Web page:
"I didn't know what I was going to do with them," he says, "so, like Rip Van Winkle, I just put them to sleep for 20 years."
When the periodicals awakened, they found themselves in the hands of the Internet's unlikeliest entrepreneur.
John Adler, now 72 and retired from research, is the founder and guiding spirit behind HarpWeek, a cross between a company, an obsession and, if his vision proves true, an educational tool of redeeming power.
Adler and his team of technologists, historians, archivists and salespeople have spent the past seven years scanning and collating every story, every advertisement, every illustration and every interstitial bit that appeared in Harper's Weekly during its life, effectively putting into a multimedia database the history of America during the last half of the last century.
The ancestor of Time and Newsweek, Harper's Weekly was where the nation turned for information about the last Presidential impeachment-that of Andrew Johnson. It hosted the Thomas Nast cartoons that helped sunder New York's Boss Tweed, opening the way for a new kind of power politics in the Big Apple. The Civil War that preceded (or perhaps lives on in) today's "culture wars" is documented in its pages.
"I had public service in mind," Adler told me over a laptop at Bozell, New York, where he'd borrowed an office from his friend, CEO Dave Bell, to demonstrate HarpWeek for me. "I wanted to make this content available to people. This was the most important publication in the country in its day, the shaper of public opinion, and no one had indexed it. There were Winslow Homer paintings, but no one had information about them. So I decided to make it my retirement project."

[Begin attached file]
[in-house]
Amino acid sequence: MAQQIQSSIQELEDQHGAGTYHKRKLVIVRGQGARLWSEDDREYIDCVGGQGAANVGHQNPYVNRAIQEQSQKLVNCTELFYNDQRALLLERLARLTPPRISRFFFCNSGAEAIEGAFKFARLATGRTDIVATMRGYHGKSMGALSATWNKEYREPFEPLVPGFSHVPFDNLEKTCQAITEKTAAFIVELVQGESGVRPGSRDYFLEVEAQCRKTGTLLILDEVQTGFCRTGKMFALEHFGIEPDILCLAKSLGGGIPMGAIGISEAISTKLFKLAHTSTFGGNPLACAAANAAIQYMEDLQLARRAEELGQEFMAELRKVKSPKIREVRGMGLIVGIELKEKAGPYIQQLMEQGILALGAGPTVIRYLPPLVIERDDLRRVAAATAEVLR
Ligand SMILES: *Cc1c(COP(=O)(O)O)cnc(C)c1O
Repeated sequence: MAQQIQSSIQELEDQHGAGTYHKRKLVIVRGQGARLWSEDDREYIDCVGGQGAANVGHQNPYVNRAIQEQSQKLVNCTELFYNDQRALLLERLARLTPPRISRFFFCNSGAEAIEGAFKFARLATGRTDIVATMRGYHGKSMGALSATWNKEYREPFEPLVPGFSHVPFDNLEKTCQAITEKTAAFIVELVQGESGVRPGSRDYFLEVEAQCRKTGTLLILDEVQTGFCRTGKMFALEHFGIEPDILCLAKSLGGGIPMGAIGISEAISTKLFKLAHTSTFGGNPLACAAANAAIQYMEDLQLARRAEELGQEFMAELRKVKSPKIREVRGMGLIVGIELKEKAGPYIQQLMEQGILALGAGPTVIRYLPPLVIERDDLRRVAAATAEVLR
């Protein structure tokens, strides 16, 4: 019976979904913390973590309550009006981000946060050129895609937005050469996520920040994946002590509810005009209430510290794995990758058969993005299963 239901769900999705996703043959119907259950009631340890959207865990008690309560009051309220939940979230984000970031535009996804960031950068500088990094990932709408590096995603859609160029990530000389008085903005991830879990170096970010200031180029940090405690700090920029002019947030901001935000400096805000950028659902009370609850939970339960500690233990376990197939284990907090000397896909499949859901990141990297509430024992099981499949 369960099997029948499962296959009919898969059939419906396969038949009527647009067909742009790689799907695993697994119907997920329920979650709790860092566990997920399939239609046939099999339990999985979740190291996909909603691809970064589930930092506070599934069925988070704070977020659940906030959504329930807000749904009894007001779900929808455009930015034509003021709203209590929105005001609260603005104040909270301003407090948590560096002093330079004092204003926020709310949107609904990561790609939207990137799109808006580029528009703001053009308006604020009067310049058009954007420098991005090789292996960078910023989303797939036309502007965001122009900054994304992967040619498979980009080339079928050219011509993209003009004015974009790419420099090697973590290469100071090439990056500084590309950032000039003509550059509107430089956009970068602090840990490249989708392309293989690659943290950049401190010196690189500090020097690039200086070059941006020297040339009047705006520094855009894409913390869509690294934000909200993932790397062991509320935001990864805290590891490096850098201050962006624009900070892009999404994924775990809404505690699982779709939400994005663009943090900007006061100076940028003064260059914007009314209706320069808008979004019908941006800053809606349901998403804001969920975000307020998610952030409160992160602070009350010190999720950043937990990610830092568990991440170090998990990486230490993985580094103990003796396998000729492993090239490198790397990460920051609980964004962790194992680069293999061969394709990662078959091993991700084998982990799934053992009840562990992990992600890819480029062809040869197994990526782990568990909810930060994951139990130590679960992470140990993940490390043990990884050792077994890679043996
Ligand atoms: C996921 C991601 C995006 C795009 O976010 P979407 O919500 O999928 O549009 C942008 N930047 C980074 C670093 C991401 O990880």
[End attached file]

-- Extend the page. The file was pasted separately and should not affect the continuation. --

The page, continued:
Adler never could have predicted the millions he would pour into his academic pursuit. Fortunately, he had some money to spare. After research and consulting stints at Gimbel's and Booz-Allen & Hamilton, he created Adtel, a pioneering TV advertising research company. He later spent years as a successful M&A advisor to the packaged-goods industry. Adler's marketing successes fueled his pastime.
His good deed rapidly became all-consuming. At times, it seemed as if Adler was hiring as many PhDs as a small university. Their days were spent poring through the magazine and manually indexing each word and image, the better to capture the real meaning of the weekly's work.
An 1858 story about a New Jersey woman and her pistol got indexed under "womens' rights," for example. His researchers knew to assign pieces about "contrabands" to the category "slavery," the death of which is also recorded in copious detail in the HarpWeek archives. Their work has helped sell HarpWeek, on CD-ROM and now through Web subscriptions, into scores of colleges, which see it as an invaluable historical research tool.
Much of the work, though, is up on the Net gratis. Early advertising history (including, in a spot that would do Bob Dole proud, an endorsement of Grover & Baker sewing machines by none other than Mrs. Jefferson Davis) is at http://advertising.harpweek.com.
But to continue the expensive task of archiving, Adler is seeking to turn his hobby into a profit-making business. To that end, he is targeting a younger market, high schools, and seeking consumer-products advertisers that might want to sponsors pages, sections, even specialty contests, in return for access to the teens. "What I'd like," Adler told me, "is for us to generate $5 million in ad revenue. Microsoft could do it. Hallmark or Levi's could do it."
To some, that goal might reek uncomfortably of Channel One and other ventures that have crassly looked on kids as an ad market and have tailored-dare I say "dumbed down" or "tarted up"?-their content accordingly. But as I surfed through HarpWeek and scoured the unexpurgated history of the last American century, much of it annotated and explained by today's leading scholars, my qualms melted.
It is possible to do well and do good at the same time. Ken Burns' documentaries (funded in part by General Motors Corp.) are one example; HarpWeek may well be another.
"Our goal," says John Adler, "is to have the Nexis of the 19th Century."
Anyone want to help?